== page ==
Last week, EN ran an article talking about inclusiveness in LARP. Recent events, and some of the community’s response, leaves a message detailing how far we have to go.
At noon on June 8, Elsewhere Nightly posted an article about Dystopia Rising’s Gender Pronoun badges. By 2:00pm, My email was bombarded with response from our readers on our facebook page, twitter, and the comments section in support of the idea that we should be more inclusive in our hobby. I was particularly happy to see that this is the first article that was retweeted by the social medias of chapters from all three of the largest World of Dakness LARP organizations (MES, OWBN, and UT), independently of one another and with the same end goal: to promote inclusiveness and acceptance of our differences in the LARP community.
The idea isn’t new. Lars Nerback of Nordic Larp Org gave a great talk about inclusiveness among age ranges in LARP. If you’re not aware, Lars is deeply involved in community service and takes a firm stance on the ideas of diversity and social equality. He, like many, treats LARP as a tool for social commentary.
What is LARP, if not social commentary? LARP traces its roots to theatre in more than one way. Theatre, in turn, was a tool used by Athenians to promote education and politics among their people. Though none of these easrly plays have survivied, it is clear from historical record that theatre itself was a tool to teach and enlighten.
When people make the choice to roleplay a character, it more often than not fills a role they themselves want to fill. Characters are deeply entrenched in the ideas of how we see ourselves, and its theraputic effects in this way are still being studied to help people adapt to social situations and overcome problems. Most of all, in my experience, people join LARP groups to fit in and be a part of something greater than themselves.
The response to the DR article was not all positive. I received several emails, scathing comments, and messages on facebook from players who felt that transgender people who want to be called by a pronoun of their choosing is “forcing” ideas or opinions onto someone. Somehow, it seems, the idea that this guy Adam is playing a terrifying, murderous, werewolf built like a brick s#!thouse–despite Adam himself being a lanky 19-year-old who hasn’t lifted so much as a 2-lb. barbell in his life–is somehow harder to fathom than Nikki, a transwoman, wanting to be referred to as “she” in- and out- of character.
One reader wrote me an email telling me that LGBT people didn’t deserve that kind of respect, and that their struggle isn’t as real as “they make it out to be.”
I will be upfront and honest about this: I don’t care what my readers’ opinions on trans* people are. You have your opinions and I have mine; mine are personal. If, after you leave game, you would like to say whatever things you would like about the LGBT community outside of the context of our shared gaming experiences, then you do that and I won’t bat an eye. You get to have opinions and so do I. Huzzah.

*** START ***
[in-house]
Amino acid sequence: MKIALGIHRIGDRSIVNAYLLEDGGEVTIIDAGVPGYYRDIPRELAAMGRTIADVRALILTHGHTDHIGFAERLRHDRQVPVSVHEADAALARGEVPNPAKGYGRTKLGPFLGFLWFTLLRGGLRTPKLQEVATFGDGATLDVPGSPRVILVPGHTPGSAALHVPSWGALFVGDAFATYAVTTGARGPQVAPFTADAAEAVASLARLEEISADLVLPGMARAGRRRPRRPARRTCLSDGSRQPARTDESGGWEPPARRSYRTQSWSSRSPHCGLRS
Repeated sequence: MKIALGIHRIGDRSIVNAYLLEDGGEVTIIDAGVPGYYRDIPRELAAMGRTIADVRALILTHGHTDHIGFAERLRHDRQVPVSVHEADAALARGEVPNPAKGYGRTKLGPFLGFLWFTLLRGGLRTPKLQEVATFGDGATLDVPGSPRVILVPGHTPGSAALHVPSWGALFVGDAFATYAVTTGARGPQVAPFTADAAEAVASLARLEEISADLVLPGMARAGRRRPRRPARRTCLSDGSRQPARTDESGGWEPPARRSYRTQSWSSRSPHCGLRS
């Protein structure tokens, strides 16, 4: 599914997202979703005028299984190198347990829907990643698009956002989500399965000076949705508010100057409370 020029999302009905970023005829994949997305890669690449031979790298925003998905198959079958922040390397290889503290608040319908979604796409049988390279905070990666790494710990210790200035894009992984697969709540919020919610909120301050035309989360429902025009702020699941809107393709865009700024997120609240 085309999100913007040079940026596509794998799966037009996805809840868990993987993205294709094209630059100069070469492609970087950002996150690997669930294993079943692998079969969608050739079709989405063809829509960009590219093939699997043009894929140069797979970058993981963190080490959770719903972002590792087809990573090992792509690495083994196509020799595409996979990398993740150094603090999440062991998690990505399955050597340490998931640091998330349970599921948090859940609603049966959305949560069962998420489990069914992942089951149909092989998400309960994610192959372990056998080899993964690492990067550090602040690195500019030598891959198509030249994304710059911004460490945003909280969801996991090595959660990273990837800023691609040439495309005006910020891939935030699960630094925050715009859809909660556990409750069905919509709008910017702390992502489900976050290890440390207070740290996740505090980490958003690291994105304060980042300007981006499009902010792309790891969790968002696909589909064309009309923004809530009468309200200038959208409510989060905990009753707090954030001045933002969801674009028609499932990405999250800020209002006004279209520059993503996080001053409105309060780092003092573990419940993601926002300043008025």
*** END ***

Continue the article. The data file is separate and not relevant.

What I do care about is whether you show respect to other people, regardless of their age, creed, race, or LGBT status. We are players who come to play a game and we ask for respect, both in and out of character. You are owed, and owe, your fellow players enough respect that they can feel accepted among their peers. That’s a MINIMUM.
On June 12, a terrorist entered a gay nightclub and killed 49 people and injured 53 others before being gunned down himself. It was the deadliest terrorist attack in the US since 9/11, and the target was the LGBT community. It is an example of the fear that those in the gay and trans communities face as they pass through our weary world. It may be that you face similar fears due to your race, or your gender, or what have you–but this is an oppression and a fear that tangibly exists on this planet.
This is why I am asking something of you, dear readers of Elsewhere Nightly. I am asking that you reach out and show respect to your peers and recgnize that this is a problem in our world, and the least we can do is be above-average with each other. I highly suggest a donation to The Point Foundation, a nationally-acclaimed LGBT charity which is not only one of the best-run LGBT charities, but one of the most highly-rated charities in the United States.
It’s a well-known fact that the most common reason we LARP is to escape from the problems of our daily lives, and the horrible world around us. We fight the monsters in the dark to help us understand each other better and, hopefully, better defeat the monsters inside ourselves. Because I don’t know about you, but I think this world is a pretty terrible place…and that’s why I choose to be Elsewhere.
Yours Most Sincerely.
“Part Time Rogue”